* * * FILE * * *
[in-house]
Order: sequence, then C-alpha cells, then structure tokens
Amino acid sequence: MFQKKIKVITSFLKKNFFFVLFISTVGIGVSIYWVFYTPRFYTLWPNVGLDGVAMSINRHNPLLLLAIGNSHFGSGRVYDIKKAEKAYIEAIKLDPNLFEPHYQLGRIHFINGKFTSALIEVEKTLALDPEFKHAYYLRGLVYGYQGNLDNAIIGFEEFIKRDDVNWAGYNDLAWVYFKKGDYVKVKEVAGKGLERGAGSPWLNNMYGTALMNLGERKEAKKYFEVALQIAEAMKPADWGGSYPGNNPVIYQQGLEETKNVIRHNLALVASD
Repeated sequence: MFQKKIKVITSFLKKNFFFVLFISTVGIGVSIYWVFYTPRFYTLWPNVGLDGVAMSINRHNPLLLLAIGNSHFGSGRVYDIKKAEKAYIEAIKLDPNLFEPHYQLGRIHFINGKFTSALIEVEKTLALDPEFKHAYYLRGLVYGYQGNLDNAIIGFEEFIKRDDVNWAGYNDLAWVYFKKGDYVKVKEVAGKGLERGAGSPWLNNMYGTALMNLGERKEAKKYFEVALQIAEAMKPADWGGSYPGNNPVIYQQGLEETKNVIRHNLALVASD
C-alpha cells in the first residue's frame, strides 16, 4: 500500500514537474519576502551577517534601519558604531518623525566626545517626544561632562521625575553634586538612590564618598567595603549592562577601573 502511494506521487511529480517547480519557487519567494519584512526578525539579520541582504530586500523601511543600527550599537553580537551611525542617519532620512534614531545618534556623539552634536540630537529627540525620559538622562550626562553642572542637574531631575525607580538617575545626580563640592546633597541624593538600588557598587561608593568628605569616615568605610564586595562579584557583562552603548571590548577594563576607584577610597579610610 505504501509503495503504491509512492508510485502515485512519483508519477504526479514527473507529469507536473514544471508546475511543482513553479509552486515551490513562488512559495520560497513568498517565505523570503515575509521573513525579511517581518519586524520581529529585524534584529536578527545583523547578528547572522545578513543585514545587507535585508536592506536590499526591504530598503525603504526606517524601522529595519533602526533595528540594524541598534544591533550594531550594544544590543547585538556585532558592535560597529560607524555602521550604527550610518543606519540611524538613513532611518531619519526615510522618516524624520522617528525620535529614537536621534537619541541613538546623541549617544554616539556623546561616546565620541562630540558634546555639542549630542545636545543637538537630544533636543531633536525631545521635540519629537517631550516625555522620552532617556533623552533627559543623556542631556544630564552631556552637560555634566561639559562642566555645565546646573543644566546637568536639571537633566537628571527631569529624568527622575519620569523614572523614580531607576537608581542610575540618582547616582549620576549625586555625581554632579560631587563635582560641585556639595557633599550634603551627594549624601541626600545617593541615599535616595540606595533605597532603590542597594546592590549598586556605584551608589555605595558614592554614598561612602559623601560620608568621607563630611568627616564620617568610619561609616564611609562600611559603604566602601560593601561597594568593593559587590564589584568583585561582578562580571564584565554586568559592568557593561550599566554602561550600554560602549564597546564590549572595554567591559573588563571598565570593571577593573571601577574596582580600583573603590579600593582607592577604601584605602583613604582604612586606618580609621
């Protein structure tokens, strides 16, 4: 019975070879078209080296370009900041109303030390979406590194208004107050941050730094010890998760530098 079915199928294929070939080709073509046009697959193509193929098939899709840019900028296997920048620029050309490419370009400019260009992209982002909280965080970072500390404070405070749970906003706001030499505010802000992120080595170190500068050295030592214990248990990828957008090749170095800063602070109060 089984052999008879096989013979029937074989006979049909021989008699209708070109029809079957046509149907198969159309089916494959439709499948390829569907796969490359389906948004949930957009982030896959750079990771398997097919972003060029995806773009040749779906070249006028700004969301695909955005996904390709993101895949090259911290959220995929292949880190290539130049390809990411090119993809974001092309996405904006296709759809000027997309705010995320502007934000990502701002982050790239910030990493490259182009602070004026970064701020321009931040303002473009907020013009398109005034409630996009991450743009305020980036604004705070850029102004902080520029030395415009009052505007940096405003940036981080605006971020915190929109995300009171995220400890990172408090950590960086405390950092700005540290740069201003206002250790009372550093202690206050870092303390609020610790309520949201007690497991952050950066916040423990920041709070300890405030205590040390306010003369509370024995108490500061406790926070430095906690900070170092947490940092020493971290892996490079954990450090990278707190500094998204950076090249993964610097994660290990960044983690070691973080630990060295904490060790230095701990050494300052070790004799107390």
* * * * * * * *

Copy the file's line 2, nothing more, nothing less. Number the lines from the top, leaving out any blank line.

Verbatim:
Order: sequence, then C-alpha cells, then structure tokens